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The second round of Sindh’s local elections finally took place on Sunday after massive commotion, despite the province government’s best efforts to scupper this essential democratic process yet again. Thanks to the ECP’s tenacity, elections to choose their representatives for the third tier were held mostly in urban Sindh, notably Karachi, Hyderabad, and a few other districts.
Before Sunday’s polls, Karachi had been without local elected representatives for closely two and a half years. Despite a low turnout that was caused by a number of factors, the voting process was by and large peaceful.
The PPP had already won the majority of seats in Hyderabad and, astonishingly, it also managed to win in Karachi. Due to what it believed to be unfair delimitations and “fake” voter lists, the MQM-P, which has long dominated electoral politics in urban Sindh, chose not to participate in this election. In Karachi, Jamaat-i-Islami, which ran a vigorous campaign and supported the polls, received the second-highest number of seats.
The JI and PTI have questioned the election’s transparency, particularly in light of Karachi’s results’ delayed compilation. Both parties claim that state apparatus was utilized to manipulate the elections. Unless these claims are adequately addressed, as we have seen on the national stage, controversy will taint the LG polls and cast doubt on the process’s fairness.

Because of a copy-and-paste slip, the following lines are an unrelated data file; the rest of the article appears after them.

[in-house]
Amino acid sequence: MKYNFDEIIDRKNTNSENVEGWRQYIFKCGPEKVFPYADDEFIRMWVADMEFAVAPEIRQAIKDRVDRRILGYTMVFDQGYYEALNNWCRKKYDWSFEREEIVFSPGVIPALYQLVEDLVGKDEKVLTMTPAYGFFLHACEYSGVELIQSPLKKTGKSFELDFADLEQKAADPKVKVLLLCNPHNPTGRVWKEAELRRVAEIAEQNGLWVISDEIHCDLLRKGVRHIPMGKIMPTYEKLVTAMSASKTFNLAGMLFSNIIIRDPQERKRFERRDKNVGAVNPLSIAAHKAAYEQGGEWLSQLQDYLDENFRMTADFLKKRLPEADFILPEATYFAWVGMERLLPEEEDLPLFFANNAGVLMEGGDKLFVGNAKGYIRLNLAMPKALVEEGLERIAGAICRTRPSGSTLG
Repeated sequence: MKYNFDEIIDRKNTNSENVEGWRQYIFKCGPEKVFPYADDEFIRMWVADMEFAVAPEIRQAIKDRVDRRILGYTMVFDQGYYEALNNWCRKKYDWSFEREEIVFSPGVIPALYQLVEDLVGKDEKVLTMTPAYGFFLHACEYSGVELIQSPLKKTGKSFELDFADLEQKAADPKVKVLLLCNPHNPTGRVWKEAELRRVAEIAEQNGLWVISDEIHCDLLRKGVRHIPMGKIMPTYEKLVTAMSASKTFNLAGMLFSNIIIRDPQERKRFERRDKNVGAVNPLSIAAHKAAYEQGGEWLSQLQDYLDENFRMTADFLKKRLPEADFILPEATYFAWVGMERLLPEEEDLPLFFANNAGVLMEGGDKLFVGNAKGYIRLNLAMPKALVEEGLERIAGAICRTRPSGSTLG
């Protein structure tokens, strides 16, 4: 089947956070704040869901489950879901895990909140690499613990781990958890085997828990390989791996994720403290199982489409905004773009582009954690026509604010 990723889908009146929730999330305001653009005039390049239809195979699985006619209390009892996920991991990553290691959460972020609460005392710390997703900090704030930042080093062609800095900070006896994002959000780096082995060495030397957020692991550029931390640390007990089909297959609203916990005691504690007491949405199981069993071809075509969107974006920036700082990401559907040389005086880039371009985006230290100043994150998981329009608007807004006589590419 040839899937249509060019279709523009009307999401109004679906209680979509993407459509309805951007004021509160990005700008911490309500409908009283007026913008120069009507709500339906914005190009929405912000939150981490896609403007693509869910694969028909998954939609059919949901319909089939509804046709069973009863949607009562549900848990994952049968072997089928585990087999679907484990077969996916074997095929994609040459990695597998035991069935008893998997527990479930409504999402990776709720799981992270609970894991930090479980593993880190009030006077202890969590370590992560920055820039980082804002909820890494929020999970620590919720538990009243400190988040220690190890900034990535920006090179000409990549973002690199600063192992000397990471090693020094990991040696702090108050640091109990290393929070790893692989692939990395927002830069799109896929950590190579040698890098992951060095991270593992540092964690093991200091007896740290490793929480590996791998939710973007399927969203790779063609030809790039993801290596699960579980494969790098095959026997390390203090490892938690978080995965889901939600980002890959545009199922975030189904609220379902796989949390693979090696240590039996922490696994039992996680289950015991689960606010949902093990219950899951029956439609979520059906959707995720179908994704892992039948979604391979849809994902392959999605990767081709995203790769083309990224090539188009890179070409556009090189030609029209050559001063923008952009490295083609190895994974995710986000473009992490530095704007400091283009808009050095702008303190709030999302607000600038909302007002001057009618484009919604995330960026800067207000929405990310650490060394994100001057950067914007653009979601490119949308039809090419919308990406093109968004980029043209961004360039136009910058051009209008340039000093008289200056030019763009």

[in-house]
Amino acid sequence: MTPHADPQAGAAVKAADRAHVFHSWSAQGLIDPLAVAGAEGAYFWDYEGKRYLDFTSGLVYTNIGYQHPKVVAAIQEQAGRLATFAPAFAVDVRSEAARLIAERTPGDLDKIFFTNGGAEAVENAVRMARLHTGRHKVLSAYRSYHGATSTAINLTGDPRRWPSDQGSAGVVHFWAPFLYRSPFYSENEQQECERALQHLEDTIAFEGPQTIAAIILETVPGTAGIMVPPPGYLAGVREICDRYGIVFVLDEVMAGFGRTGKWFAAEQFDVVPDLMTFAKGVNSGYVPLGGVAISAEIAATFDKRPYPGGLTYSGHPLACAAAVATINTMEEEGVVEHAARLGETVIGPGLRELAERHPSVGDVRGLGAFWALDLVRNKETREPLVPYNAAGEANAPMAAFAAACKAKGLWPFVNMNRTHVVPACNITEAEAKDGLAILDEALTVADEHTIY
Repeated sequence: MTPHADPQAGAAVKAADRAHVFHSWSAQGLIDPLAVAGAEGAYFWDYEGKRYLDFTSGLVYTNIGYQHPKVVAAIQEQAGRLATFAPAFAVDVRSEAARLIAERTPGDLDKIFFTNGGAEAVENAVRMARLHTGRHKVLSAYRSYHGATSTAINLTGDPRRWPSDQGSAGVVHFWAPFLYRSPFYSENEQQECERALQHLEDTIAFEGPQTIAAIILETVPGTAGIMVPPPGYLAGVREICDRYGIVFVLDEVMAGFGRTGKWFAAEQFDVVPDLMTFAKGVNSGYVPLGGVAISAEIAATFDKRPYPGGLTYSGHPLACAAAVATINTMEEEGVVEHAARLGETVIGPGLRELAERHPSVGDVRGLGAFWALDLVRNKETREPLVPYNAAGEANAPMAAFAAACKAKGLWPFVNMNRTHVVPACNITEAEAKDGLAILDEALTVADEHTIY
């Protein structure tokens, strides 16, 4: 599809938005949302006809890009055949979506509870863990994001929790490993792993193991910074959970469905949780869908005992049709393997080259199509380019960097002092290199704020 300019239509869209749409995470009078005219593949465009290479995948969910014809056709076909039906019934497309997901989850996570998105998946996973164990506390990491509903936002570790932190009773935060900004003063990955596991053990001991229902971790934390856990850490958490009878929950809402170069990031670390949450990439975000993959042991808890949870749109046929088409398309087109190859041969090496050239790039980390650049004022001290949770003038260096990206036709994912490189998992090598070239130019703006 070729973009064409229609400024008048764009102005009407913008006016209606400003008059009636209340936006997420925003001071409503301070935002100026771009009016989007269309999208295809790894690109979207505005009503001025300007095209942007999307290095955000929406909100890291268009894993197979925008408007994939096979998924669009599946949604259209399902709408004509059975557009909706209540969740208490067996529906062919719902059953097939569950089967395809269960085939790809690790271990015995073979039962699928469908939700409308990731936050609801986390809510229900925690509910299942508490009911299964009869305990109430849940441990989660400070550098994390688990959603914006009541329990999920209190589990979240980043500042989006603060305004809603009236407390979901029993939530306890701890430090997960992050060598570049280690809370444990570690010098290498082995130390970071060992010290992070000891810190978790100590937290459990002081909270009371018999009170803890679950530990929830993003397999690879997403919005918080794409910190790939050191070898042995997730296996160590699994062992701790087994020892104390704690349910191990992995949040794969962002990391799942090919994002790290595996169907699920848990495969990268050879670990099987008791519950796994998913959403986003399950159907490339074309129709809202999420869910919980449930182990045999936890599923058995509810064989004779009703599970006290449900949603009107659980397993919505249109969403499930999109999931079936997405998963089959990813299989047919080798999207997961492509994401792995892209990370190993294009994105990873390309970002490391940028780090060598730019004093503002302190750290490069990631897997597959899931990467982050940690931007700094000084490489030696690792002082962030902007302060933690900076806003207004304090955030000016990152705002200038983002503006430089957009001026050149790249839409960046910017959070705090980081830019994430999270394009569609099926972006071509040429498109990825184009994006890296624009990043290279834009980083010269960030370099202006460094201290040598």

Therefore, the PPP-led administration and ECP must mollify opponents of the transparency of the polls while the opposition parties, if they have credible evidence of unlawful practices being used to influence the results, must present it.
Regardless of who wins the polls, it’s clear that, given the myriad issues plaguing the metropolis, the task for the new mayor will be colossal. Holding elections in a peaceful manner, despite the ruling party’s concocted fears of terrorism, was an achievement in itself, but convincing the stakeholders about their transparency will be quite challenging. More difficult will be the task to get down to work and rebuild this megapolis into a livable 21st-century urban space.
To this end, the 2013 Sindh local government law has to be amended, especially to give the mayor of Karachi and other civic organizations in the province the powers they need to run an efficient government. The LG elections will mostly be a show of force if the Karachi mayor continues to be a symbolic figurehead and if all municipal authority is still vested in the provincial government.
An elected mayor is required to handle a variety of duties, including solid waste management, water and sewer management, planning, and building regulation. Karachi is in a shambles, and unless the provincial government gives the incoming mayor the resources and authority he needs, the metropolis’s misery will only get worse.